Quiz shows had been popular on radio through the 1940's, and they were just as popular with TV executives, thanks to costing little to produce and merchandise prizes were furnished for free by manufacturers in return for plugs. A well-known and oft-repeated story had Goodson and Todman carrying prizes for Winner Take All from their office to the studio, when Todman slipped sending small appliances clattering to the sidewalk. Writer Goodman Ace witnessed the accident and yelled, "Hey, Todman, you dropped your script!"
After "What's My Line?" Goodson-Todman began to turn-out game shows just like a factory line. Classic favorite Beat the Clock (1950-61), was followed with By Popular Demand (1950), It's News to Me (1951-54), The Name's the Same (1951-55), I've Got a Secret (1952-67), Two for the Money (1952-57), Judge for Yourself (1953-54), Whats Going On? (1954), Make the Connection (1955), Choose Up Sides (1956), To Tell the Truth (1956-68), The Price Is Right (1956-65), Play Your Hunch (1959-63), and Split Personality (1959-60). By 1958, Goodson and Todman had become the most successful packagers in television and would become the most prolific game show producers of the 1950s.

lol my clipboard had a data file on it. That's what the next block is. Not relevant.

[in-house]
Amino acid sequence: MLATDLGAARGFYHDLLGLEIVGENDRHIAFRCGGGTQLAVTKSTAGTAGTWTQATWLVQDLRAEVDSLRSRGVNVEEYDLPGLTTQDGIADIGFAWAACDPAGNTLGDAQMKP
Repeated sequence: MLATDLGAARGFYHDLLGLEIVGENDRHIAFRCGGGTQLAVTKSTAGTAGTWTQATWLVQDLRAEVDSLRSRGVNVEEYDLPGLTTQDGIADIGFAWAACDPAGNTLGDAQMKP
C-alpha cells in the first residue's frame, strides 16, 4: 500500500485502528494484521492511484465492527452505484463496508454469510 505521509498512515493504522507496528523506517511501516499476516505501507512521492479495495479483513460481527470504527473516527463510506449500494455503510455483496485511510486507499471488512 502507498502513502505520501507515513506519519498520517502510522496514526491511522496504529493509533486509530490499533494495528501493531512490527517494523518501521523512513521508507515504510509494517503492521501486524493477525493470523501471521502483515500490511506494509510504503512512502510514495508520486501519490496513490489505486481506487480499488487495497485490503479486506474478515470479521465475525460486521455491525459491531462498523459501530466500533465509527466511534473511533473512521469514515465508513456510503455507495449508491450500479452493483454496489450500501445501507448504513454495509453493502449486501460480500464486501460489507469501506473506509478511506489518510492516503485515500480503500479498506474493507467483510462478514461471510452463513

Goodson and Todman also produced other fields of television programs, including anthologies, The Web (1950-54), The Richard Boone Show(1963-64) and Goodyear Theater (1957–1960); westerns, Jefferson Drum (1958-59), The Rebel (1959-61) and Branded(1965-67); crime drama, Philip Marlowe (1959-60); and possibly the company's biggest failure, One Happy Family (1961), a sitcom. “They wanted to expand their horizons; nobody wants to be pigeonholed,” says Andrew J. Fenady, who produced the westerns with them. Todman was an avid rider and a western fan, and where the shows were concerned, “You could talk to him any time,” Fenady says “He was there if we needed something. And the Goodson-Todman accounting was impeccable. We never went over budget, and we made a lot of money from their honest bookkeeping. They were very, very fair-minded partners.” Todman also expanded the company beyond television, into ownership of newspapers, radio stations and New York real estate.